**ETA What about ovarian cysts, cervical cancer, or even heavy/painful periods that the birth control pill could help? What about having another person your child feels comfortable talking to? What about treating your childs body with respect as it goes through massive hormonal and growth changes.
I see no reason to wait.
The earlier the better, puberty is when mine will go.

6 moms found this helpful

Christine W. is right on with the guidelines. My daughter is now 21 & that's what my gyne told me too.

I am close with my gynecologist. I had my annual appt & told her I want to bring in my then 16 yr old. I didn't think she was sexually active. She was home all the time, never went anywhere & just starting seeing a boy. My reason was I wanted the Dr to talk to her about being sexually safe & responsible. I also wanted the Dr to tell my daughter what is entailed in a pap etc. I also wanted my daughter to have a safe place to go & someone that she could feel comfortable with.

I went into the appointment initially with my daughter then I told my daughter that I wanted her to ask the Dr questions without me in the room that she may not feel comfortable asking me & my goal was that she could go see this Dr anytime she felt necessary. The Dr had daughters slightly older than mine so she understood my goals. Again I didn't feel like my daughter was having sex but I won't be naive that it could happen anytime whether it be consensual or not. She & I have open lines of communication but when it comes down to it she may get very nervous & decided not to come to me, so I wanted her to have a *safe* place to go.

Talk to your gyne.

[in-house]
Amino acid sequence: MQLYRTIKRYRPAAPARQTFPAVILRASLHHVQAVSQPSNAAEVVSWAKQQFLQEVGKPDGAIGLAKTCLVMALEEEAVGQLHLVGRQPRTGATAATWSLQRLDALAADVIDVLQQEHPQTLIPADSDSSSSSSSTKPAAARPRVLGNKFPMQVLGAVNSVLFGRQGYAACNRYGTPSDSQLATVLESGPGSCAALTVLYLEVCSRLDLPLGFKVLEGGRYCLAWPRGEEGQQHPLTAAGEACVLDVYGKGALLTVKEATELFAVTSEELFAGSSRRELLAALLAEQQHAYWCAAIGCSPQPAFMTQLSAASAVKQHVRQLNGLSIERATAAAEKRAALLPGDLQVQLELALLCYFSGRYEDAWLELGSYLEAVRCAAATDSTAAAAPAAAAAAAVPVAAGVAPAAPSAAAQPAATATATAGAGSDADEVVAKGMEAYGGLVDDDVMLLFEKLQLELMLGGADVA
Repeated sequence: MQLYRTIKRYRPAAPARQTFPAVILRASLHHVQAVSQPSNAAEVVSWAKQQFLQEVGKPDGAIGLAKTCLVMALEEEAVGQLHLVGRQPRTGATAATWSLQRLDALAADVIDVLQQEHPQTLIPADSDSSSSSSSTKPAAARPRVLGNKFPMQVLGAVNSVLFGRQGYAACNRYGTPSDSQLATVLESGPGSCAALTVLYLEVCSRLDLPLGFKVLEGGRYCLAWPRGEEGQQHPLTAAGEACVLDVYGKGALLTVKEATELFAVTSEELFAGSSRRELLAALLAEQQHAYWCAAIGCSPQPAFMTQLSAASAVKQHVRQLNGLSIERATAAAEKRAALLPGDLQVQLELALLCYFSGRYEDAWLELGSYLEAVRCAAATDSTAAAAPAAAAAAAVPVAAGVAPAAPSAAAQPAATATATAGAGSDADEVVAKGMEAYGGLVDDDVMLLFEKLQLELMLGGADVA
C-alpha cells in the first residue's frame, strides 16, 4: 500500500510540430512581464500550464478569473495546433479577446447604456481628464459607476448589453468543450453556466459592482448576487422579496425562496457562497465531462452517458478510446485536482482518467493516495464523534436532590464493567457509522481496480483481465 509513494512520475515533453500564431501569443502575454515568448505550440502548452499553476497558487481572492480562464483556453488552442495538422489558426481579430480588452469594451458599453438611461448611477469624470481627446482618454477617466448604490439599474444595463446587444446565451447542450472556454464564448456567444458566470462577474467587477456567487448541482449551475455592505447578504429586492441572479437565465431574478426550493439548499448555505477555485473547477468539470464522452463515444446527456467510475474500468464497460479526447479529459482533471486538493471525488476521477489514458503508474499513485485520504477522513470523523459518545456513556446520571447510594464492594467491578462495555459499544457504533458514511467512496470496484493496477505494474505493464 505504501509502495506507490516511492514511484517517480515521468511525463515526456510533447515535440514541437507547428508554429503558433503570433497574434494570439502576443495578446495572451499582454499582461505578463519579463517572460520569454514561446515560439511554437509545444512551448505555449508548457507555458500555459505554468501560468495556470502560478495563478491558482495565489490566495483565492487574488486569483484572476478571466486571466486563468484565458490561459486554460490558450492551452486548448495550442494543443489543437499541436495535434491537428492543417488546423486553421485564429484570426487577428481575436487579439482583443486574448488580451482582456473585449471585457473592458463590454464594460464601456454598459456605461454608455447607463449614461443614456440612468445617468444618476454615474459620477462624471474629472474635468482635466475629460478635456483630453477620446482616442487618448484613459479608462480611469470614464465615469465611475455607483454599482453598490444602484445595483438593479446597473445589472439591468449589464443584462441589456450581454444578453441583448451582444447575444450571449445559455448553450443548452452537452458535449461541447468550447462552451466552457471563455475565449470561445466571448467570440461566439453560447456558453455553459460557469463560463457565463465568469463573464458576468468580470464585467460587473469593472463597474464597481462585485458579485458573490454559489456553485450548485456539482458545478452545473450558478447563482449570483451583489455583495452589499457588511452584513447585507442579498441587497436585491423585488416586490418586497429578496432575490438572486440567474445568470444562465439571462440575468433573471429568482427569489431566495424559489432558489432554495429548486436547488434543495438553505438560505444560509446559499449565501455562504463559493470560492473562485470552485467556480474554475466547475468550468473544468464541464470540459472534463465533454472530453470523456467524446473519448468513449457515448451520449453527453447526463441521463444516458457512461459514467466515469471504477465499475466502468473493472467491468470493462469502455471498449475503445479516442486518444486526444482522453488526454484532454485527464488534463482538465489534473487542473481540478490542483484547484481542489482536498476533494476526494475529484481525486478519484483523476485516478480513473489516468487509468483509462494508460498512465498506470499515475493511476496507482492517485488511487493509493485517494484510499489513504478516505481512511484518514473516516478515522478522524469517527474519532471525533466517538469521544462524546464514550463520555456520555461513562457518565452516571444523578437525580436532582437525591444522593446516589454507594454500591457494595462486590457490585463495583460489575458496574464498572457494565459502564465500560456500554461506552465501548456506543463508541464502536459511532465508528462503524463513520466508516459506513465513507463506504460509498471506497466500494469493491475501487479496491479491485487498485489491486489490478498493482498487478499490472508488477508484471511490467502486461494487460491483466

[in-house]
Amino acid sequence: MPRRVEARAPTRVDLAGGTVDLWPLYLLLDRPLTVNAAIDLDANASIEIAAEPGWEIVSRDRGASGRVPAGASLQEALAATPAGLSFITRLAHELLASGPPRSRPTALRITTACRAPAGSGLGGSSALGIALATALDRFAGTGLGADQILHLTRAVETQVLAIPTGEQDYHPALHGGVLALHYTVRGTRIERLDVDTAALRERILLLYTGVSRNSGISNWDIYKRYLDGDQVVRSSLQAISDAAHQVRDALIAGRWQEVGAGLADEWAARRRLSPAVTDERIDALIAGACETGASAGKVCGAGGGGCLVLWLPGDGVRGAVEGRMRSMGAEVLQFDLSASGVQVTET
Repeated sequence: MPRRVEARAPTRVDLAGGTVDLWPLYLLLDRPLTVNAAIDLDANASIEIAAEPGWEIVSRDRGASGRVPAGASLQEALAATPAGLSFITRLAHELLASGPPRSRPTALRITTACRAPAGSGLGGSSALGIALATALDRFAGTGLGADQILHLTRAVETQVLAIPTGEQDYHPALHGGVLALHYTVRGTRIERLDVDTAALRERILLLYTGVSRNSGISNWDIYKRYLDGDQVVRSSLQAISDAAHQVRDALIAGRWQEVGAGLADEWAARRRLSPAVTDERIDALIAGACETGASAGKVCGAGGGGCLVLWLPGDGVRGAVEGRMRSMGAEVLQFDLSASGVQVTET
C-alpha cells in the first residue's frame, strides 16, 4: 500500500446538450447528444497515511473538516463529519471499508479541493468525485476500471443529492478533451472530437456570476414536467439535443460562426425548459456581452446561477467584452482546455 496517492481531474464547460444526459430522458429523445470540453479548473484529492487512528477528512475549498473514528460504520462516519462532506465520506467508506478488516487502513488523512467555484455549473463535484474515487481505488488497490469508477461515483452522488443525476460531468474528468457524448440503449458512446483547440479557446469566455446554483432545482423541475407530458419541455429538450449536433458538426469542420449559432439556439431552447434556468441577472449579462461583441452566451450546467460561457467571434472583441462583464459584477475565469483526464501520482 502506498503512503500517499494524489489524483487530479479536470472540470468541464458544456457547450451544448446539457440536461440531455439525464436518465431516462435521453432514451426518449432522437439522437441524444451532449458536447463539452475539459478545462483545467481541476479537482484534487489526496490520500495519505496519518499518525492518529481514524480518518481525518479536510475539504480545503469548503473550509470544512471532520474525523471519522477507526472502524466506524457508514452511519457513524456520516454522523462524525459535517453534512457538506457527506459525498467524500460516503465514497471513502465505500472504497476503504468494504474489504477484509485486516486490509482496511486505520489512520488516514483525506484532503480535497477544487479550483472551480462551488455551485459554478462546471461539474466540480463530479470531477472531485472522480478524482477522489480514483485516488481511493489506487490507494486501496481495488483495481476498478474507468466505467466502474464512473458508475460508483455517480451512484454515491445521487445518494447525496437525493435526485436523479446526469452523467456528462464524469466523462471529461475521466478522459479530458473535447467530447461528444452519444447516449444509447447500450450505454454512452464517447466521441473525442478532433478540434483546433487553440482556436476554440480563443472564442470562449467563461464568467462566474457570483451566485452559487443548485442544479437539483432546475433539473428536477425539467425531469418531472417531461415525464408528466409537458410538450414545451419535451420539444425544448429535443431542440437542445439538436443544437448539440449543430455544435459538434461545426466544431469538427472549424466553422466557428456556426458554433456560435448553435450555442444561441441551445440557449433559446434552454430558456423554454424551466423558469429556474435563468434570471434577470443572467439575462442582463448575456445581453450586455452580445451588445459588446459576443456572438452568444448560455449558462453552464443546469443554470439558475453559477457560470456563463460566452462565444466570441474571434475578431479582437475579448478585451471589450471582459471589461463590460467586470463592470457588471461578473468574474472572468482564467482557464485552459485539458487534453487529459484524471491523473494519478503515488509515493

6 moms found this helpful

I think it should start at 14 (basically freshman in high school). In my experience, your teen isn't going to come to you and say "I'm having sex, please make me an appointment for the gyno" especially if you've talked about it numeous times and made any displeasure at the idea known. Many teens have sex. Very few parents actually think/know their teen is having sex. Do the math.

5 moms found this helpful

My mom never took me. I went on my own when I was 17 (to PP) to get on the pill.

5 moms found this helpful

You are the exception if you 15 year old daughter can come to you when she becomes sexually active. I hope to have that relationship with my daughter as well, but for a lot of parents, that conversation just doesn't happen. If my daughter is anything like me and the other women in our family, she will be going when she starts menstrating. The women in my family have very painful and heavy periods. If she doesn't have bad periods, we will start when she has a steady boyfriend or 16. Even if we do have the communication I hope for, there are things a doctor can tell her that she just won't want to hear from her mom about. It's not all about sex for me, it about teaching my daughter to be aware of her body and all other women's health issues that I think are better addressed by a gynocologist as opposed to a pediatrician.

4 moms found this helpful